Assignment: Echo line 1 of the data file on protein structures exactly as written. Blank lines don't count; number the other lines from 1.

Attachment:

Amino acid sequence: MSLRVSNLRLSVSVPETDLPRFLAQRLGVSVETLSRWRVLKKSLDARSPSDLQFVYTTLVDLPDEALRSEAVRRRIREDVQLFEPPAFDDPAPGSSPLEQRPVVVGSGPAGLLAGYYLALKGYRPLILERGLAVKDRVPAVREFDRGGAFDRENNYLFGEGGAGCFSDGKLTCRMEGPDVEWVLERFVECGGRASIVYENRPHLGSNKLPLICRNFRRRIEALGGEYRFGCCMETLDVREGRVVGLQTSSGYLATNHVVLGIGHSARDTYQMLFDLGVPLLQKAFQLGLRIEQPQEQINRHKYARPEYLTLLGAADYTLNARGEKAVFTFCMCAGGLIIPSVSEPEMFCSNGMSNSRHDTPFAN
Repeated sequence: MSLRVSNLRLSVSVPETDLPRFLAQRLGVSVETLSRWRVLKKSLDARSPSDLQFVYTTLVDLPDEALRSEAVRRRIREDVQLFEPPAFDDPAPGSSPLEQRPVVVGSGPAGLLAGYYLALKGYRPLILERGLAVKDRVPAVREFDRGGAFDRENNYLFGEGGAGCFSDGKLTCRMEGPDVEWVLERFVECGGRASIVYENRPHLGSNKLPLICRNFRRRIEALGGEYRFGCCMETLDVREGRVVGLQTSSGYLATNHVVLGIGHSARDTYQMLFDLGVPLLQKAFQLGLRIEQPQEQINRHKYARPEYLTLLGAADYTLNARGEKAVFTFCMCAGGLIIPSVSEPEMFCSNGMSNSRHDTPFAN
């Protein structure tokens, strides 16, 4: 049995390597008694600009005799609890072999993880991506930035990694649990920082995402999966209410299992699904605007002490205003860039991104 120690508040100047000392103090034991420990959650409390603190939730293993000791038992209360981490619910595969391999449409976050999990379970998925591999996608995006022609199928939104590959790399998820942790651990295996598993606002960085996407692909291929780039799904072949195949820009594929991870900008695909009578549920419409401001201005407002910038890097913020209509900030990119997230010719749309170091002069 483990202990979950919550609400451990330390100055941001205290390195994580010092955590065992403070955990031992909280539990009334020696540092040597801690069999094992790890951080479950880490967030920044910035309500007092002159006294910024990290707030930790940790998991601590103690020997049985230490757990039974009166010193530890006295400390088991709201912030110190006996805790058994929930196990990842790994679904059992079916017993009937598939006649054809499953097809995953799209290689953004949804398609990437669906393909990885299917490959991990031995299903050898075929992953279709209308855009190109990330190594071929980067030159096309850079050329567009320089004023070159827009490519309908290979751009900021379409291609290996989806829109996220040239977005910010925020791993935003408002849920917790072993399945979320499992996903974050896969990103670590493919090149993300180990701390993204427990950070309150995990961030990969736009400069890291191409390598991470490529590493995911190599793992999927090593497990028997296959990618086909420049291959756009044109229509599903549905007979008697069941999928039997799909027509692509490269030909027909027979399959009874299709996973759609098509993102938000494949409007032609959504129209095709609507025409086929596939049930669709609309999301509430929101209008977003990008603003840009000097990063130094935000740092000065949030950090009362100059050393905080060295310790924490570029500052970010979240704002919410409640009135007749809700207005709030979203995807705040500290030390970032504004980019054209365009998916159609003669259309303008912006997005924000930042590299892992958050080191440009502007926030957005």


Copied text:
Amino acid sequence: MSLRVSNLRLSVSVPETDLPRFLAQRLGVSVETLSRWRVLKKSLDARSPSDLQFVYTTLVDLPDEALRSEAVRRRIREDVQLFEPPAFDDPAPGSSPLEQRPVVVGSGPAGLLAGYYLALKGYRPLILERGLAVKDRVPAVREFDRGGAFDRENNYLFGEGGAGCFSDGKLTCRMEGPDVEWVLERFVECGGRASIVYENRPHLGSNKLPLICRNFRRRIEALGGEYRFGCCMETLDVREGRVVGLQTSSGYLATNHVVLGIGHSARDTYQMLFDLGVPLLQKAFQLGLRIEQPQEQINRHKYARPEYLTLLGAADYTLNARGEKAVFTFCMCAGGLIIPSVSEPEMFCSNGMSNSRHDTPFAN